Los Angeles County Sheriff Alex Villanueva blasted advocates of defunding police and law enforcement departments Tuesday, accusing them of ignoring the good officers do during a crisis.
“I think this is selective amnesia from people that believe in a utopian society, if that exists,” Villanueva told “America’s Newsroom“. “If so, great, we can defund all law enforcement, all military. There will be no wars.”
Villanueva also discussed the outbreak of violence in and around Seattle‘s Capitol Hill Organized Protest zone, which has left one person dead and three others wounded.
“We have a conflict that has kind of artificially been made larger than it needed to be,” he said, adding that “the moment the [Seattle government] abandoned the police precinct and the city blocks to the autonomous zone, that was a key point in this thing that has only escalated in getting bigger.”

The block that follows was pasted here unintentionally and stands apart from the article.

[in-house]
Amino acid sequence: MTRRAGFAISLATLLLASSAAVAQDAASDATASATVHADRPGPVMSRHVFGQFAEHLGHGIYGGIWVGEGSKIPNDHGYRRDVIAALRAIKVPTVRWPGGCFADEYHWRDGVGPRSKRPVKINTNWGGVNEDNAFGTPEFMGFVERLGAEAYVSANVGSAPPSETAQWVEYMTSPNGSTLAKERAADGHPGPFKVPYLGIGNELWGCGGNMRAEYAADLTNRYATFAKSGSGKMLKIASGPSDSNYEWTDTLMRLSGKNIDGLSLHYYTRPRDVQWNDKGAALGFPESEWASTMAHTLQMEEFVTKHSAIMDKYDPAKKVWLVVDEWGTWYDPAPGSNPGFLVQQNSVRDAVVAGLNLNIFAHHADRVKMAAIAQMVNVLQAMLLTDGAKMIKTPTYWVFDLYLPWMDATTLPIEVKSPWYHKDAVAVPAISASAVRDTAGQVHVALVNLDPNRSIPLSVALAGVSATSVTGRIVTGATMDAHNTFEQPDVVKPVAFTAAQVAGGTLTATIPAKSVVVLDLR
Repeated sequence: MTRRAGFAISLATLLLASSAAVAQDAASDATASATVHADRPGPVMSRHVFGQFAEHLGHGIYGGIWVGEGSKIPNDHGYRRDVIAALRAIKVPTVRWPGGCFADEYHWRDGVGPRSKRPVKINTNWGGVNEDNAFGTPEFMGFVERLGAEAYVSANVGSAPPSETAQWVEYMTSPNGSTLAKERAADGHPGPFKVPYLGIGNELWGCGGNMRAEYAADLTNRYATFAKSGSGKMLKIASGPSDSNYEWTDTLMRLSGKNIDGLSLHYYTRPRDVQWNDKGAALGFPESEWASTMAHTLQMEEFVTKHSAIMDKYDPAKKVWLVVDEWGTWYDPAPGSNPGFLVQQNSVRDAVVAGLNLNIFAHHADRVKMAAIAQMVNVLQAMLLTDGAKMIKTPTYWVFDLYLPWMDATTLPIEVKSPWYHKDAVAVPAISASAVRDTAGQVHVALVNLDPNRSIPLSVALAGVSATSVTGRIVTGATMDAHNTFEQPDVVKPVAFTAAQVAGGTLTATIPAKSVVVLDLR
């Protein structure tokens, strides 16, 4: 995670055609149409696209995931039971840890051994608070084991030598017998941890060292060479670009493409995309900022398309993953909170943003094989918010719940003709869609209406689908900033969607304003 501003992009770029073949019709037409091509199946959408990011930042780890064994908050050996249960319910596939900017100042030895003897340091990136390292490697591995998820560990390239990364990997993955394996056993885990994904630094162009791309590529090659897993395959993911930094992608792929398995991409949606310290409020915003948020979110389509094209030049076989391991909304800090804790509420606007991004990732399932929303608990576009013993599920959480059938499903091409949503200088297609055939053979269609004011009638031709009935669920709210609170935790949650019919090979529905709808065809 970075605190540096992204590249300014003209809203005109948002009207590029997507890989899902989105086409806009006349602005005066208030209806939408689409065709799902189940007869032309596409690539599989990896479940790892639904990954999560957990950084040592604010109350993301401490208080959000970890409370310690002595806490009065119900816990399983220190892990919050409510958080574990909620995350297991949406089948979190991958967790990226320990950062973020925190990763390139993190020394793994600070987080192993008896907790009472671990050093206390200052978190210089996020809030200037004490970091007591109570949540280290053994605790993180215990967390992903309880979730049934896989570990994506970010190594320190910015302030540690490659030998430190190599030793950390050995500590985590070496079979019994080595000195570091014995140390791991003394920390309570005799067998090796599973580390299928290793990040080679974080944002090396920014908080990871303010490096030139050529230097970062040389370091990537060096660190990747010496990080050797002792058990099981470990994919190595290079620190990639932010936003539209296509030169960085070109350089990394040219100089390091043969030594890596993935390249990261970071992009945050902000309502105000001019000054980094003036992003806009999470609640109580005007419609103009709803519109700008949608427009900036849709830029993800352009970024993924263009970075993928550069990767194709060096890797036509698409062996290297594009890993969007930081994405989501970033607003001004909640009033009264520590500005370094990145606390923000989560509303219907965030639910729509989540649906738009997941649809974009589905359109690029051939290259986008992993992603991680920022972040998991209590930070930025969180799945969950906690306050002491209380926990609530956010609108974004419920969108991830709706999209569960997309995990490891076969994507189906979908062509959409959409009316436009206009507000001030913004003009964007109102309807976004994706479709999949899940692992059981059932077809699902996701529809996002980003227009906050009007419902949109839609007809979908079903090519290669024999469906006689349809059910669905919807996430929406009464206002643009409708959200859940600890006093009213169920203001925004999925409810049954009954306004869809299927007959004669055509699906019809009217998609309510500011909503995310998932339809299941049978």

Residents who live near the area expressed relief after Seattle Mayor Jenny Durkan announced Monday that city officials are working to end the protest following the outbreak of violence.
“It was doomed to happen from Day One,” Matthew Ploszaj, who lives in the vicinity, told KOMO News. “No one wanted to say it, but I’m surprised it didn’t happen sooner. It should have ended when the Car Tender [auto repair store] got broken [into] and the mob went down and broke his fence. It did not have to come to this.”
Villanueva went on to say that critics of police and law enforcement seem not to give credit to the many acts of heroism performed by officers in their communities. He recalled the November shooting at Saugus High School in Santa Clarita, Calif., in which two students were killed by a classmate.
“Just ask the parents in that school what they think about defunding school police,” he said. “It was off-duty law enforcement that was the first on scene within seconds.
“They didn’t even hesitate. They ran in to try to contain the situation and save lives,” Villanueva went on. “So, defunding police is not an answer … It’s a question of what are you doing with police and how are you interacting with the community. That’s where the key to success is.”
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